Figure 2. Heating/curing profile applied on MDF.
Recently, a new UV powder coating technology has been developed that is based on a combination of polyester and epoxy chemistries. Although "hybrid powders" combining polyester and epoxy resins have been available for more than 20 years in thermosetting powders, the degree of cure achieved at low temperatures (e.g., 120°C) is only "just good enough" after long curing times (e.g., 20 to 30 minutes). In contrast, the new UV-cured powder coating films fulfill the most stringent specifications after only a couple of minutes under low heat and UV light,8 which allows them to be used in challenging market segments such as wood and wood composites, plastics and metals.

Table 1. Powder coating formulations for the UV curing test.

The Polyester/Epoxy Advantage

The combination of a methacrylated polyester and acrylated epoxy resin provides an interesting blend of properties to the cured film. The polyester backbone results in good resistance in weathering tests, while the epoxy backbone provides outstanding chemical resistance, as well as improved adhesion and smoothness.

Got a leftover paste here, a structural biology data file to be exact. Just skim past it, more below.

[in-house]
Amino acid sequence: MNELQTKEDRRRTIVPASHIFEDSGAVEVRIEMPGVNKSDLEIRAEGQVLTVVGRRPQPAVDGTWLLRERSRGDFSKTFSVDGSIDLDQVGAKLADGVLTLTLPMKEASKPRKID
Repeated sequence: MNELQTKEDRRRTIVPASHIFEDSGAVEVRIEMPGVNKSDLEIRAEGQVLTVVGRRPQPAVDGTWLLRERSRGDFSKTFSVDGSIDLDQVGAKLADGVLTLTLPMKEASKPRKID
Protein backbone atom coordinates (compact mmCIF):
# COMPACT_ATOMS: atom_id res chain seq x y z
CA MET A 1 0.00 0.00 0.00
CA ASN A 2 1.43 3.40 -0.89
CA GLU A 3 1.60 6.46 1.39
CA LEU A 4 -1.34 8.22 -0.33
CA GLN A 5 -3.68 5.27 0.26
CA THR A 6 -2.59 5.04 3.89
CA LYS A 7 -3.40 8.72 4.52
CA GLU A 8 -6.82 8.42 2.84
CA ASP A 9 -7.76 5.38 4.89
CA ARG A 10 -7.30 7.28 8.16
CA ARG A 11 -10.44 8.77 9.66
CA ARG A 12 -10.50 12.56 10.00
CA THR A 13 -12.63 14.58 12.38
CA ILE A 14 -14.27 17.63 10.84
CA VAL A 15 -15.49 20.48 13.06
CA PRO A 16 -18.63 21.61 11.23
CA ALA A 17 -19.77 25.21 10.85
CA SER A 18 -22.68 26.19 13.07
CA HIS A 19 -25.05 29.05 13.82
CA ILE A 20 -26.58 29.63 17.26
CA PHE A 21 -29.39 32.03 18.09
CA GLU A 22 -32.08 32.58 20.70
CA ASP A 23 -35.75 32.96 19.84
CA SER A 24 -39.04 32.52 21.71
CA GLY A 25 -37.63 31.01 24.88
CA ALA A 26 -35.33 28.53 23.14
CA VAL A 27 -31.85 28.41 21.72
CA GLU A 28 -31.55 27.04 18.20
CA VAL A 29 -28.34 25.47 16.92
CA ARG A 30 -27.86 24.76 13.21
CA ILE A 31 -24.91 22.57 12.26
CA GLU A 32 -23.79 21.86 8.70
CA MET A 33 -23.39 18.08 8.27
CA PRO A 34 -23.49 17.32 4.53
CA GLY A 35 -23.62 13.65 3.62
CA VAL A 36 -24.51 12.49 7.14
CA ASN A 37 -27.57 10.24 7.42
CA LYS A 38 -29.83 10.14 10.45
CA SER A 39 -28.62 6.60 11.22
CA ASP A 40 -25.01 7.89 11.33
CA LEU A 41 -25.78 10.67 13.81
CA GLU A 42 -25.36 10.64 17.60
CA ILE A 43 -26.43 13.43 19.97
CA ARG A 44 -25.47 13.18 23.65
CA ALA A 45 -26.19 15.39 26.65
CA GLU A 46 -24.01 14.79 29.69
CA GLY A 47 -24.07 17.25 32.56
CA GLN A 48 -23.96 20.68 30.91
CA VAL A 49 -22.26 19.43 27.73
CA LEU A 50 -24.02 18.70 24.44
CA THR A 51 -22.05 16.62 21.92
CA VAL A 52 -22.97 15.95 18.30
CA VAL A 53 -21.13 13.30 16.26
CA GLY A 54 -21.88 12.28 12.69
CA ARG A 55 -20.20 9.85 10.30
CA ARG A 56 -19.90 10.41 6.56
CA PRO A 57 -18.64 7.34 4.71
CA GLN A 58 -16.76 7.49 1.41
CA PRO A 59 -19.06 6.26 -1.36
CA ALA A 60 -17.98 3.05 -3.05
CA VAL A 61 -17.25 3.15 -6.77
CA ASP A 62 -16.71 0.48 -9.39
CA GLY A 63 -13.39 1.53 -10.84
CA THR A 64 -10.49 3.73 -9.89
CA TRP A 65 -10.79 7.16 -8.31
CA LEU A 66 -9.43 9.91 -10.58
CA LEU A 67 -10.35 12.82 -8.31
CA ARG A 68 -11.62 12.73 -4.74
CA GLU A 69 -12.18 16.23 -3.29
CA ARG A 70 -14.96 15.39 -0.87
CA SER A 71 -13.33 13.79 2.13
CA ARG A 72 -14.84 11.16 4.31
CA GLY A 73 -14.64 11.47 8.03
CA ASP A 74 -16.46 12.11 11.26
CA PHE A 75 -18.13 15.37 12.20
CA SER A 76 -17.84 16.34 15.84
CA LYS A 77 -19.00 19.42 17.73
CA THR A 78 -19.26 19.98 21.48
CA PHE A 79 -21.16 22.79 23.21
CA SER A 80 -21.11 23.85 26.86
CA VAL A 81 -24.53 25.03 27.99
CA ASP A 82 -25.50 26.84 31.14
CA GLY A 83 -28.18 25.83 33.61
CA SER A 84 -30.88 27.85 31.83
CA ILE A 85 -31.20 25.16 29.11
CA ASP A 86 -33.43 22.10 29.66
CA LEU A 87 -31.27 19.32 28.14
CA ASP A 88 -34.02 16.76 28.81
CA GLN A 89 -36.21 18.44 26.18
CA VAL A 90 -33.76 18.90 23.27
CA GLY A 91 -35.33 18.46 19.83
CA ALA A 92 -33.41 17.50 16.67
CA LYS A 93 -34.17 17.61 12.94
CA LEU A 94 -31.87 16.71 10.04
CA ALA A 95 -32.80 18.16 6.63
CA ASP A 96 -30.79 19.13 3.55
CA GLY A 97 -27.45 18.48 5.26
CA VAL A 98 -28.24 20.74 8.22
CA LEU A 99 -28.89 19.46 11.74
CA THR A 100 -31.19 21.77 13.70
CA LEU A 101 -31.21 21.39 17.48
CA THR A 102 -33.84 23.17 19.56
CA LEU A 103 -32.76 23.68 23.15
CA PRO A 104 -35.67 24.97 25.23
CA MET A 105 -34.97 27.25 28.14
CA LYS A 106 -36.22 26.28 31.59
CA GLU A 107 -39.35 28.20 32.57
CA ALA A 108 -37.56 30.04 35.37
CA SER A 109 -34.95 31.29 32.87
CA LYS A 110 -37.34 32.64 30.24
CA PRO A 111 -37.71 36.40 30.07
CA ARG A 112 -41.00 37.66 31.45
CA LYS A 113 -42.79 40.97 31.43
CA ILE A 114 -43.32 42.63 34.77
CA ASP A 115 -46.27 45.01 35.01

To test the resulting finish, a methacrylated polyester and two blends of the same polyester and an acrylated type-3 epoxy resin based on bisphenol-A and epichlorhydrine9 were formulated into UV powder coatings using the recipe shown in Table 1. The heating/curing profile used in the test is shown in Figure 2.

Medium infrared radiation was applied first to melt the powder particles. Film forming was achieved in a second zone by applying convection heat, and curing of the film was achieved in a third zone by irradiation with UV light. UV irradiation always increased the surface temperature, but the measurements clearly indicated that the temperature just beneath the surface was well controlled and was limited to 110°C for the entire cycle of less than three minutes - a very short period of time compared to the times required for thermosetting powders cured around 120°C.